Misunderstandings about what comprises SAE [Southern American English] are almost as widespread as the recognition of its distinctiveness. These misunderstandings in large part have been fueled by media portrayals in movies such as Gone With the Wind and in television shows such as The Dukes of Hazard that presented grossly exaggerated and inaccurate stereotypes of SAE.

 Nevertheless, there are some movie makers that are more careful to represent linguistic traces in a truer manner. This is the case of the Coen Brothers.  Joel Coen said, in an interview: “Part of what a character is is how he expresses himself […] You want to establish a character by showing him or hearing him instead of saying he is X, Y, Z” (Allen, 2006, p. 124). For this reason, three Coen movies were used in this study: O Brother, Were Art Thou? (2000), The Lady Killers (2004), and No Country for Old Men (2007).

It is important to highlight that SAE is not one single dialect. Many dialects fall under this general classification. Johnson and Montgomery (2007, p.1) explain that:

Although the South is the most distinct speech region in the United States, it is also the most diverse, little more uniform than the nation as a whole. Outsiders may think that all southerners talk pretty much alike, but southerners certainly know better. Some of the most unusual types of American English are found on the periphery of the South.


Still, the main objective of this study is not to explore what variety of SAE is being translated in subtitles in Brazil. The primordial goal is to comprehend how the largest variation from the (by far) most studied and prestigious foreign language in the country is being presented to the masses. Do they even realize that they are supposedly being exposed to a variation of American English? What identity is being constructed for SAE out of the United States through motion pictures, more specifically in Brazil?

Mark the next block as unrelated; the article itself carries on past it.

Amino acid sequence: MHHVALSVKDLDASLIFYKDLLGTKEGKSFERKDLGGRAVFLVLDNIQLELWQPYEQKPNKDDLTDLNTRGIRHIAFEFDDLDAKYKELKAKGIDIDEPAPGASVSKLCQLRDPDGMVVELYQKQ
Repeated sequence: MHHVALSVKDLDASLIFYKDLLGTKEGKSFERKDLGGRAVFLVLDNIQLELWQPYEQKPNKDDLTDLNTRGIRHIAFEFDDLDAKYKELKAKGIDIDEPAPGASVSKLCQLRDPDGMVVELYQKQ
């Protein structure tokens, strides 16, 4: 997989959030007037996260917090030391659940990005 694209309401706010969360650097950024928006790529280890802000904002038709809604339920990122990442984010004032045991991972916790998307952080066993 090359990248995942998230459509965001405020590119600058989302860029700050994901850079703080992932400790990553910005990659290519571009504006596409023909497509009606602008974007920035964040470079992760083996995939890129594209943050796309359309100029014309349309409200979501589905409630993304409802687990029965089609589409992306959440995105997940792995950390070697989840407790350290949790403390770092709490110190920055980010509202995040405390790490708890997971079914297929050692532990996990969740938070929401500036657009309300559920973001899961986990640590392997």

Data collection: gathering SAE instances and their translations

Data collection was carried out using three tables, one for each movie analyzed. The tables had five columns: the first one presented the possible instance of SAE in bold, within its immediate context; the second one showed the official translation used in the Brazilian Portuguese subtitles of the movie; the third column presented a translation of the same instance made by the author of this article, previous to access to the official translations, in order to avoid any influence from them in the translation choices adopted; in the fourth column there was a definition of the SAE instance obtained from dictionaries and/or encyclopedias produced by well-known SAE or general English language scholars, like the New Encyclopedia of Southern Culture and the Dictionary of American Regional English, among other sources; and the last column presented the same instance found in well known southern literary works. Those instances of SAE for which no bibliographical support could be found were excluded from the study. Below is an example of the table used for data collection and analysis (Table 1).

Table 1: Instance of tables used for data collection and analysis

Source text


Translation 2


Instance in southern American literature